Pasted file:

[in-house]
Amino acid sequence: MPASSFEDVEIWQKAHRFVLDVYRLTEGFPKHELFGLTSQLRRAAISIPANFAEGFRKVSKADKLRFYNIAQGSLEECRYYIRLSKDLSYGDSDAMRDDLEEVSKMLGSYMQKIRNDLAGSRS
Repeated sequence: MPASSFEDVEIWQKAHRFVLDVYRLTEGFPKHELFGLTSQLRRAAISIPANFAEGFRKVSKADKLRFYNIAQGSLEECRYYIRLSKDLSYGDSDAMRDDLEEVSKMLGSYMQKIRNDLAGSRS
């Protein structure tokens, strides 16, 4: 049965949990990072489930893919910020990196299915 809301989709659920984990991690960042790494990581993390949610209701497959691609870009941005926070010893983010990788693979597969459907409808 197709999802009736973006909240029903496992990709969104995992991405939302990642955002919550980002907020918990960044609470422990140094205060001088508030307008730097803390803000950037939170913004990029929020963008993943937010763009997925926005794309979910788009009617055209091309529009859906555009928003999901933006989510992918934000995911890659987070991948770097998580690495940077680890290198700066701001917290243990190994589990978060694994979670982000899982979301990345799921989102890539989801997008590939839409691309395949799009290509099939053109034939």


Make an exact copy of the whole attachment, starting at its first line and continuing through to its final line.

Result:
[in-house]
Amino acid sequence: MPASSFEDVEIWQKAHRFVLDVYRLTEGFPKHELFGLTSQLRRAAISIPANFAEGFRKVSKADKLRFYNIAQGSLEECRYYIRLSKDLSYGDSDAMRDDLEEVSKMLGSYMQKIRNDLAGSRS
Repeated sequence: MPASSFEDVEIWQKAHRFVLDVYRLTEGFPKHELFGLTSQLRRAAISIPANFAEGFRKVSKADKLRFYNIAQGSLEECRYYIRLSKDLSYGDSDAMRDDLEEVSKMLGSYMQKIRNDLAGSRS
């Protein structure tokens, strides 16, 4: 049965949990990072489930893919910020990196299915 809301989709659920984990991690960042790494990581993390949610209701497959691609870009941005926070010893983010990788693979597969459907409808 197709999802009736973006909240029903496992990709969104995992991405939302990642955002919550980002907020918990960044609470422990140094205060001088508030307008730097803390803000950037939170913004990029929020963008993943937010763009997925926005794309979910788009009617055209091309529009859906555009928003999901933006989510992918934000995911890659987070991948770097998580690495940077680890290198700066701001917290243990190994589990978060694994979670982000899982979301990345799921989102890539989801997008590939839409691309395949799009290509099939053109034939």